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Remembered Today:

Order of wear/display of French medals?


4thGordons

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Being largely ignorant of  such matters beyond British trios - could some kind soul let me know the correct order of display of this set of French medals I recently purchased to accompany a uniform display. They are all to a French Artilleryman (Benoist? 2 artillery, 53rd battery according to the cards which came with them).

Thanks,

Chris

 

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Reverse the order of the war and victory medals and you've got it (officially) correct (though it is extremely common to encounter them in the order you already have them due to the practice of wearing 'commemorative' medals in order of receipt)

 

Dave

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Thanks very much, Dave.

Chris

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I have several sets of French medals, and they are all laid out differently. This is the set of Corporal Felix Bodin of 48th Artillery regiment. Both his citations were awarded at Verdun. he was badly wounded at the 'Cavaliers of Courcy' in April 1917.

 

Cheers,

            Steve.

 

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Edited by Stevie
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Another set... and again laid out differently. Pierre Bourlot is listed as killed in action on 27th May 1918 at 'Chemin des Dames.' It wasn't until January 1921 that he was finally declared dead. This set came out of a junk shop in France, there was no frame and the Victory medal & Medaille Militaire ribbons were beyond saving - both medals being held in place by nails. The other ribbons were reversed to present their best side. The frame was in a dilapidated state when I bought it, most of the veneer needed replacing. All medals are in the order they were when originally attached to the certificate.

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On 6/22/2017 at 13:19, Stevie said:

Another set... and again laid out differently. ... 

 

Interesting to see both of those Stevie! I don't have any French ones, but it is educational to see the variety.

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Here is a group of four French Miniature Medals mounted on a gold coloured pin as worn with their original brown pouch for safe keeping -  they are continental miniatures and are clearly smaller than British miniatures - there being no attribution provided when purchased several years ago:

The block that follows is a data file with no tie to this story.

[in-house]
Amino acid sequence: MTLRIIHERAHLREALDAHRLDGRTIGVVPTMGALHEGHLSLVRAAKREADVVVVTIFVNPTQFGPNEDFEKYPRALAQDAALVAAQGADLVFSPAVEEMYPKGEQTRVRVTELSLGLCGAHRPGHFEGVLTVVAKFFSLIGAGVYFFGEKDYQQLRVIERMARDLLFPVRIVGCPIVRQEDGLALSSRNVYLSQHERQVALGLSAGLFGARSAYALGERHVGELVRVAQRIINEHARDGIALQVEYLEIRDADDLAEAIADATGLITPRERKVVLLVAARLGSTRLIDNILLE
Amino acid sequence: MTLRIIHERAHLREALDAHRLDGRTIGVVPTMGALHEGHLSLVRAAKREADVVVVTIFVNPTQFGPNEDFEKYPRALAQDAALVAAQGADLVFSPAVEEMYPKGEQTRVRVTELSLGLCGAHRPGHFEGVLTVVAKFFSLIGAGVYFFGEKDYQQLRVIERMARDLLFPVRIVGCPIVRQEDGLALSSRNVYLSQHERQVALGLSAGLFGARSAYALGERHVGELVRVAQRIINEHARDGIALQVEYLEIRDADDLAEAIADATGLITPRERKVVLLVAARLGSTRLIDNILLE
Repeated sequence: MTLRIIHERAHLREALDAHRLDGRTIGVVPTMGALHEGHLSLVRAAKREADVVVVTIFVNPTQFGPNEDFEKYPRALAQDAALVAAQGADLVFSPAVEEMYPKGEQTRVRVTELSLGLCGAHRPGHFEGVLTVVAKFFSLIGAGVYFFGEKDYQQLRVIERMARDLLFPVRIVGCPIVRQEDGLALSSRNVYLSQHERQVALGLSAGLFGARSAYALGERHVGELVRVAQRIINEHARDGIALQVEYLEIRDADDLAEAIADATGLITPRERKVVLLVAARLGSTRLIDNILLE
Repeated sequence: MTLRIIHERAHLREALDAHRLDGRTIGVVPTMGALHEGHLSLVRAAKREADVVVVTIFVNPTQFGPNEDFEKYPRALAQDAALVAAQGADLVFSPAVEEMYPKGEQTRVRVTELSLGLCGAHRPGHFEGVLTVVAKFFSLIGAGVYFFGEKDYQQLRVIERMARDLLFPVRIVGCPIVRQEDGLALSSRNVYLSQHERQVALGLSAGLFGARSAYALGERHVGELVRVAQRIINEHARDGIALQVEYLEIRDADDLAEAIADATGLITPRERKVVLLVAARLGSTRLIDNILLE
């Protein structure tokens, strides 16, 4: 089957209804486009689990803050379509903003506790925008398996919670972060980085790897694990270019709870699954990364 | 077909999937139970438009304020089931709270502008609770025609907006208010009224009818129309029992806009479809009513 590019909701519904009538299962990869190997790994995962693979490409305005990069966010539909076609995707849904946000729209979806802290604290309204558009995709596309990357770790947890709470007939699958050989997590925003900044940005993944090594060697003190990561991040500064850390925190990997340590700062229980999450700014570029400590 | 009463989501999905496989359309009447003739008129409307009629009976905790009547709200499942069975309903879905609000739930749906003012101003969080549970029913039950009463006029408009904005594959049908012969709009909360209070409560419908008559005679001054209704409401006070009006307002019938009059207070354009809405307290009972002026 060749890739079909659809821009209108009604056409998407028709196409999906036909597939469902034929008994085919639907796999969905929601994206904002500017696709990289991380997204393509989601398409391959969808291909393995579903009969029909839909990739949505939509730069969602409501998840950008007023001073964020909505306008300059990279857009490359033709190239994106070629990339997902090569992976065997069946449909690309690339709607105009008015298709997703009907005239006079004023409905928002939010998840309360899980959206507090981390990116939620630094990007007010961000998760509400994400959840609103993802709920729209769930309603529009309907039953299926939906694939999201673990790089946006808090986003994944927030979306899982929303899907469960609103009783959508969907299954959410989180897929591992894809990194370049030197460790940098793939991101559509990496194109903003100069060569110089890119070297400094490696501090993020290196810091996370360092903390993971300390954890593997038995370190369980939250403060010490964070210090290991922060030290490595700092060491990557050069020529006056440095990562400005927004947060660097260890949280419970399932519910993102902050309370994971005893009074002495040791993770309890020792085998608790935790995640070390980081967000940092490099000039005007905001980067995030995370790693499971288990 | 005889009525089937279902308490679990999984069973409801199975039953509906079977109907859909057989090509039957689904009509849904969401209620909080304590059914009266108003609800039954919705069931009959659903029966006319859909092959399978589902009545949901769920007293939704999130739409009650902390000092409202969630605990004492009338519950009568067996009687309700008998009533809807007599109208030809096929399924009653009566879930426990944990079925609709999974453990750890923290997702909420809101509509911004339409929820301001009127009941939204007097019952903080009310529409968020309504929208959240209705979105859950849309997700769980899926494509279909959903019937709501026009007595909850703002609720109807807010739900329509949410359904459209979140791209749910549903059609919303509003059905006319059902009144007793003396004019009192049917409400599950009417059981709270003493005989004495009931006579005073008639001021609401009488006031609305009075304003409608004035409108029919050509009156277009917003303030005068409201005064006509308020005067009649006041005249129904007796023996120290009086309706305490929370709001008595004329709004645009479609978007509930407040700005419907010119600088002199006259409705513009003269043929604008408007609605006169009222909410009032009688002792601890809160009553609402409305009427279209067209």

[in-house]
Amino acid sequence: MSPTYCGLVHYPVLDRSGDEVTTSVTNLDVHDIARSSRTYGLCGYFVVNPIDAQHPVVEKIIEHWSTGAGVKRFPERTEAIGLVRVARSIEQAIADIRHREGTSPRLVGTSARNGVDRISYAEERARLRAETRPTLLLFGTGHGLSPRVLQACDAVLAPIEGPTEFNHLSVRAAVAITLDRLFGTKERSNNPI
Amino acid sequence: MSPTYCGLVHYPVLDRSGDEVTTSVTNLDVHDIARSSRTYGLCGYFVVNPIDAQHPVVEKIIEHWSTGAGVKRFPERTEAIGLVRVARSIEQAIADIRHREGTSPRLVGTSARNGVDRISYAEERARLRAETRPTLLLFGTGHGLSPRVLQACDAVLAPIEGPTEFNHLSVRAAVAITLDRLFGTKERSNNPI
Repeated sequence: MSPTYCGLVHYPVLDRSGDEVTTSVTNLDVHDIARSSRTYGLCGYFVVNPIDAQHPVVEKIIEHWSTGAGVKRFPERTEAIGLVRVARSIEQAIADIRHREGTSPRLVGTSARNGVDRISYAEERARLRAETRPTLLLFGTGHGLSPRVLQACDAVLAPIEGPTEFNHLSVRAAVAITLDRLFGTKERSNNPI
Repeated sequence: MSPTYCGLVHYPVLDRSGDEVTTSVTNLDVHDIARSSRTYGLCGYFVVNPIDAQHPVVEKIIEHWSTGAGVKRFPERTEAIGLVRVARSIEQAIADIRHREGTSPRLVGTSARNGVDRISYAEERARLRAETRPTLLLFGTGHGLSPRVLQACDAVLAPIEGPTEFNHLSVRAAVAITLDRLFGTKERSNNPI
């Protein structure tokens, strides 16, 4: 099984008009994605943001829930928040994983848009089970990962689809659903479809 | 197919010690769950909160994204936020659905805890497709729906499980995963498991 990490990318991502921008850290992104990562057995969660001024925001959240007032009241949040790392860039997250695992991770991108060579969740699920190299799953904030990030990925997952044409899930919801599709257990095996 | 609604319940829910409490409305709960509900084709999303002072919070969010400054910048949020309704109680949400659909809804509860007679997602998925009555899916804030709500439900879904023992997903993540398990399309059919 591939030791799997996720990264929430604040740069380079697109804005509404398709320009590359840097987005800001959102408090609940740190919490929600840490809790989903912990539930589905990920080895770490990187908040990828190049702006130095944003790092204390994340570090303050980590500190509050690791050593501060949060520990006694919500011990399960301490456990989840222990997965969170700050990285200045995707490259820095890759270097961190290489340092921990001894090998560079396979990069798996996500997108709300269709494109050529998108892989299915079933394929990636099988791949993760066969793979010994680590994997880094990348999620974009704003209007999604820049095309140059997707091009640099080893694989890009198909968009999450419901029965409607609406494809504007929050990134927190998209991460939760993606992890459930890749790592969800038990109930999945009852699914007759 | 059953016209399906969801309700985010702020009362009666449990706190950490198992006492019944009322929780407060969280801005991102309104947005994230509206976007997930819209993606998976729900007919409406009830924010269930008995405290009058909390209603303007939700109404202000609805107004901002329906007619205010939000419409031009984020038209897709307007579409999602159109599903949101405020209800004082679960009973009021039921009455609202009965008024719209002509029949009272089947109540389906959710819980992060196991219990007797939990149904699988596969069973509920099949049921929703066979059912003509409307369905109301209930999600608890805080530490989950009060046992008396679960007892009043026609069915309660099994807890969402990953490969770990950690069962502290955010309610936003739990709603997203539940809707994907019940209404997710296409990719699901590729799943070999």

Medaille Militaire -   this is the French counterpart of the Distinguished Conduct Medal.

Croix de Guerre  with 2 bronze stars (Unit Despatch) World War 1

Combatants Cross - Croix de Combatants - created by degree of 24 August 1940  - for those who had the combatant's card.

Victory Medal - the reverse has 'The Great War for Civilisation 1914-18 in French.

 

For an indication of actual size a ruler has been provided.

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Philip

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A very nice set of miniature medals Philip. Here is another set, and again laid out differently. Although the frame is original to the certificate and medals, the whole lot was in a very dilapidated condition. All the ribbons had rotted away, the medals were glued to the certificate, and all the veneer had gone from the frame - which was badly holed by woodworm. This set is to Louis Carbonnier, but I have so far been unable to track down his records.

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On the same theme, here are two citations to the same man, one at regimental level, and the second at divisional level. The first citation was awarded to Sergeant Vianey for holding his section together whilst under a fierce bombardment, and then forcing back the ensuing attack by enemy soldiers. The second citation at divisional level was awarded to him for an attack he carried out with his section, on an enemy strongpoint which was; "defendue par des mitrailleuses."

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The final medal is a single Croix de Guerre with a very faded ribbon mounted on a green velvet background. The oak frame is period original and houses a silver frame with a picture of the recipient, sadly though - there is no name.

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This is perhaps (to me) the most poignant of my items to the French soldier. I purchased it off a French lady who said that it was a call-up card and rosette given to a French volunteer at the start of the Great War. The card has a well-known poem which starts... 'Petit pioupiou, petit soldat.' In order to preserve it I placed it in a frame, I have never seen one like it and wondered if perhaps it was something done in a particular area? Can anyone help? The number '48' caught my eye as well, although there is no way of knowing if it is for an artillery or infantry regiment. By one of those curious coincidences which sometimes happen to collectors, quite a few months after purchasing the set of medals to Corporal Felix Bodin of 48th artillery regiment, I purchased an officer's helmet named to Commandant L Caillard of 48th artillery regiment. Perhaps the two men knew each other. As a former 'gunner' myself, I do tend to go for artillery-related items.